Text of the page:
Blog post that probably has an audience of one, myself.

Introduction

Zephyr Ravenna

Our kitchen has a Zephyr Ravenna kitchen hood that started to behave erratically:

  • the LED strip didn’t want to switch off entirely
  • the buttons usually worked, but sometimes didn’t

The hood was still usable, but it didn’t give us that warm and fuzzy feeling.

I tried to power cycle the thin by toggling the power breaker, but that didn’t help. In fact, a few times it made things worse: all the blue indicator LEDs would light up for 15 minutes before it went back to almost working.

I hate working on appliances that are still functional enough: yes, it’s possible that I can fix it, but there’s also a considerable chance that I’ll end up with something worse, and that we’ll need to call in a $$$ technician. But my wife wanted it to be fixed, so I gave it a try.

This blog post is written for the very narrow audience of owners of a broken Zephyr Ravenna with a telescopic duct cover, who are frustrated with the official documentation, and who may need to this again in the future: myself.

Zephyr Ravenna - Confusing Information

The product page of the Zephyr Ravenna Wall has a tab with Specifications & Documents. Of those documents, the Hood User Manual was the most useful, because in addition to being a user manual, it also contained the most comprehensive installation instructions.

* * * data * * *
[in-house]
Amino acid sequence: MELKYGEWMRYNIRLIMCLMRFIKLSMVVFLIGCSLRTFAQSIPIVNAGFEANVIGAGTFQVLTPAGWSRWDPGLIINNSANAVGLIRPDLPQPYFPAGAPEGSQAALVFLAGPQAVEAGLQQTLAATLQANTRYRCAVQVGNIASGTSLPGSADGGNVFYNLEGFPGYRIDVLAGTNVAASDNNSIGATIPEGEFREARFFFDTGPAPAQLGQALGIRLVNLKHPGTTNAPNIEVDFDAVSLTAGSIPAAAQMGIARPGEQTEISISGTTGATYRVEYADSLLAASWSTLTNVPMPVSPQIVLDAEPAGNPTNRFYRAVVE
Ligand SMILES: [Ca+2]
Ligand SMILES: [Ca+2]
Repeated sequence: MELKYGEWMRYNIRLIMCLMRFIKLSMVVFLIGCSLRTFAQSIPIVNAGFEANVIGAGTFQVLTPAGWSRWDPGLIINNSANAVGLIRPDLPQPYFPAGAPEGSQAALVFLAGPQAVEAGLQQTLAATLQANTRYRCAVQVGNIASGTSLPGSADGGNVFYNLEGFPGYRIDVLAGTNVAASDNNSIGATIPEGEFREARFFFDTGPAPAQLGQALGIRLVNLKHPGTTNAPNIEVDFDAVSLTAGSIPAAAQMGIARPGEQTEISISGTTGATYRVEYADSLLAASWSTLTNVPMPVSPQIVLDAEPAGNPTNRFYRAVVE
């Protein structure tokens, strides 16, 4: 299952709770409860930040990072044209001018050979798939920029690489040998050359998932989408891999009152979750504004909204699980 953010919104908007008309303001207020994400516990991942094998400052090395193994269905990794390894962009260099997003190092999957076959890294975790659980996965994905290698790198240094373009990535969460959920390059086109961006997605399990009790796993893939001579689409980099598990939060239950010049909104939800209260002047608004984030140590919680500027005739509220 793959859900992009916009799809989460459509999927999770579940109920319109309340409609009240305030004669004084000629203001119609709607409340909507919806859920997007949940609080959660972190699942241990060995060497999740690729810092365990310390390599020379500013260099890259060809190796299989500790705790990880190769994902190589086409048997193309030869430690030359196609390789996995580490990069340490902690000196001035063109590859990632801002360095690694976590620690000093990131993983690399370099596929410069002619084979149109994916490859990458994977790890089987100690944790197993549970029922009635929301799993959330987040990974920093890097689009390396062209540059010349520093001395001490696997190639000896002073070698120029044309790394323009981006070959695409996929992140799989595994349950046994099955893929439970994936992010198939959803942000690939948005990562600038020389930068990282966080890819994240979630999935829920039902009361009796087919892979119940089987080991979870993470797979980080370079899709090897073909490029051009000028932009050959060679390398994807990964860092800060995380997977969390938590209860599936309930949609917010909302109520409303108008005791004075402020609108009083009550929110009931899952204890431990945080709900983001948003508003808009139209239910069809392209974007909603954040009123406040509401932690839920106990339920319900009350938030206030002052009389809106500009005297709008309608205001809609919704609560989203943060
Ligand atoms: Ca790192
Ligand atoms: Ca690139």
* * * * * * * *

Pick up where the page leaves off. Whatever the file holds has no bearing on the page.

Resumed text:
That said, it’s a combo manual that targets multiple similar Zephyr products, and the technical drawings are not always correct. A Zephyr phone technician also gave incorrect information.

  • There are different models: the Wall version has the duct against the wall, the Island Range version is used for kitchen islands with the hood floating above.
  • There are different kind of duct covers. Our ceiling was just a bit too high so a telescopic extension was needed. There was no information about this in the manual.
  • The Zephyr technician told us that the control board could be accessed from underneath the hood by simply removing the aluminum mesh filter. However, that’s only true for the Savona model, not the Ravenna model.
  • The control board, located inside the duct cover, was not located the way it was shown in the technical drawings.
  • There weren’t any technical drawings about how to remove the glass canopy, other than “secure glass canopy to hood body by 4 screws”. Which screws?

These are all minor details in the grand scheme of things, but they don’t help with the anxiety that goes with tackling such a job.

Important: only do this kind of repair if you’re comfortable doing it and if you accept potentially catastrophic outcomes. Hire a qualified installer if you’re not. The step-by-step instructions below are specific to my situation, I’m writing them down in case I need to do it again. Don’t assume that your installation is the same. I’m not responsible if bad things happen!

Two PCBs - Control Board & Switch Assembly

The Zephyr technician told me that there are 2 PCBs in the unit: the control board and the switch assembly, which contains the LEDs and the touch buttons.

Since the interface was mostly working, I speculated that the main control board was the culprit so I ordered Control board 1101078 from the Zephyr Online store for $99.

Control board 11010078

The switch assembly 11000119 board costs $119, but I didn’t order one.

Switch assembly 11000119

Switch of the Breaker!!!